• Collapse zone should be equal to one and a half times height of building

• Established if structural integrity of building becomes questionable

• Fire Fighting Strategies and Tactics

• Fire fighting strategies and tactics include placement of apparatus, use of attack and support hoselines, ventilation procedures, rescue operations, and forcible entry operations

• Tactics may include carrying any and all of the following duties in the order presented:

• Rescue including associated search and removal of victims

• Exposure protection - interior and exterior exposures

• Confining the fire

• Extinguishing the fire

• Overhaul after the fire has been knocked down

• While the five duties are being carried out in priority order, ventilation and salvage should also be taking place

• If there is a confirmed rescue to be made, the initial responders may have to carry out that rescue without a rapid intervention team being in place; if not, no interior attack should be initiated until the rapid intervention team is in on the scene, in place, and ready if needed

• Necessary personnel and apparatus arrived on scene and ready for operation

IV. RISK BENEFIT ANALYSIS (EO 1-4)

• Managing the Risks

• Incident commander must perform a risk analysis to determine what hazards are present, what are risks to personnel, how can risks be eliminated or reduced, what are chances that something may go wrong, and what benefits are gained based upon strategy employed

• By incorporating risk management into incident management system, basis of emergency incident risk management is built on

• Regular assessment of conditions

• Essential decision making

• Tactical design

• Routine evaluations and modifications

• Procedural command and management

• As an incident continues, incident commander must routinely evaluate incident action plan and modify it as necessary

• Risk assessment ensures that all members operating on incident scene understand incident action plan and are conforming to it

• Risk assessment should be conducted periodically throughout incident, especially when strategic objectives are reached

 Primary search completed

• Fire knocked down

• Patient extrication completed

• Hazardous material spills or leaks contained

• Risk management should consider the following decision-making model

• Each emergency response is begun with the assumption that they can protect lives and property

• They will risk their lives a lot, if necessary, to save savable lives

• They will risk lives a little, and in a calculated manner, to save savable property

• They will not risk their lives at all to save lives and property that has already been lost

• Strategies in Use at an Incident Scene

• When goal is to extinguish a fire, incident commander must decide on an offensive, a marginal, or a defensive strategy based on his evaluation of situation

• An offensive strategy is an aggressive attack on fire is based on stage of fire, its location, structural integrity of building, available resources, etc.

• Marginal strategy, sometimes referred to as transitional or rescue strategy focuses on saving of human life

• Marginal strategy is a drastic choice and may result in violation of such safety procedures as "two-in/two-out rule"

• Charged hoselines are advanced for purpose of supporting rescue and protecting crews, not for fire extinguishment

• Defensive strategy is implemented when stage of fire is advanced or an interior attack would be too dangerous; hose streams are directed at preventing spread of fire beyond initial site, and fire is allowed to burn itself out

• Defensive Mode

• Intended to isolate or stabilize the incident so that it does not get any worse

• May mean sacrificing the building on fire to save others that are not involved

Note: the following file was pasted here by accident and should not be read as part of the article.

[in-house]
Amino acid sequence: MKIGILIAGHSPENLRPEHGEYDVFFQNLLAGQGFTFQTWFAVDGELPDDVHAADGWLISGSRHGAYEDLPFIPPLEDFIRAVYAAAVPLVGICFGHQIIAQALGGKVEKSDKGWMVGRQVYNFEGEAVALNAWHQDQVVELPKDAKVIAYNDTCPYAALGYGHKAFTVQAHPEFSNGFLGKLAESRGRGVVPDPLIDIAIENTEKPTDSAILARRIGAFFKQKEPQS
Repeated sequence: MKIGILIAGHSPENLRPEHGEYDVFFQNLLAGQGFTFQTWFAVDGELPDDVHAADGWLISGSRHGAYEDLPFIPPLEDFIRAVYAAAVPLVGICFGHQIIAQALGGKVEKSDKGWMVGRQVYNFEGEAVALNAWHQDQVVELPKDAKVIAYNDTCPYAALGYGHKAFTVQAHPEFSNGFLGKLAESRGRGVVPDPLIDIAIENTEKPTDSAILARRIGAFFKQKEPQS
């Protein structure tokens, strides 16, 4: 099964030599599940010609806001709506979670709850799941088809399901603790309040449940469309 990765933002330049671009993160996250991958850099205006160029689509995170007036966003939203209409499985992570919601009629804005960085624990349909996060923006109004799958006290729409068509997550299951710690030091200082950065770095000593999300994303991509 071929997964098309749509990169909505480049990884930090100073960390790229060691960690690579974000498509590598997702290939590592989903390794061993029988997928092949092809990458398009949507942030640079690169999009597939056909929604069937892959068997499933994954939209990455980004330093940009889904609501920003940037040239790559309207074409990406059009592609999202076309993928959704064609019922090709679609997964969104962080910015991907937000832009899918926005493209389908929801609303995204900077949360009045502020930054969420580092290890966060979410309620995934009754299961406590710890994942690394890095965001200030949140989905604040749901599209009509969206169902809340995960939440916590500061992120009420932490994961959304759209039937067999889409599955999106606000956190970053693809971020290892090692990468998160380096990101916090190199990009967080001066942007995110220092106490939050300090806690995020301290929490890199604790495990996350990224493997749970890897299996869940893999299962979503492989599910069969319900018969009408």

• Generally involves an exterior attack

• May be chosen because there are no resources available to conduct a safe and effective an offensive attack

• Burning building may not be worth the risk to firefighter

• Building abandon or derelict

• Building so heavily involved in fire that no reasonable expectation that anyone inside could survive

• Too few firefighters to mount an effective attack

• Offensive Mode

• Involves taking direct action to mitigate the problem

• Includes an aggressive interior attack by one or more engine companies

• Involves a reasonable chance that occupants inside the building are still alive

• If there are occupants still unaccounted for and that may be trapped inside but still be alive, then an offensive mode is indicated

• Planning for Protective and Supportive Resources

• Incidents that occur during civil unrest may require an increase in police protection for fire fighting forces

• To implement the incident action plan, procedures should be in place and communicated to all personnel as part of standard operating procedures and area emergency management system

• Long-term events or those occurring during adverse weather conditions may require additional logistical support

• Procedures for acquiring auxiliary power and lighting for night operations must also be in place

• Other Considerations

• Is the building under renovation that would cause questioning the structural stability

• Is truss construction involves, especially the use of lightweight trusses

• Can the fire be controlled and extinguished safely or is it a controlled burn

• Can the available personnel continue the operation that is currently being undertaken or are replacement personnel needed

Summary

Review: It would be good to review articles on incidents where there may have been a firefighter injury or death to see if there are any lessons to be learned regarding offensive or defensive operations.

Offensive Versus Defensive Tactics

• Building Construction

• Operational Readiness

• On Scene Capability

• Risk Benefit Analysis

Remotivation: It is better to err on the side of safety and make sure that the number priority on the fire scene, the emergency responders, are not placed in a situation where life is traded for saving property. No property is worth the value of a firefighter's life. We should also not be in a situation of potentially trading the lives of firefighters for the lives of victims who may not be savable.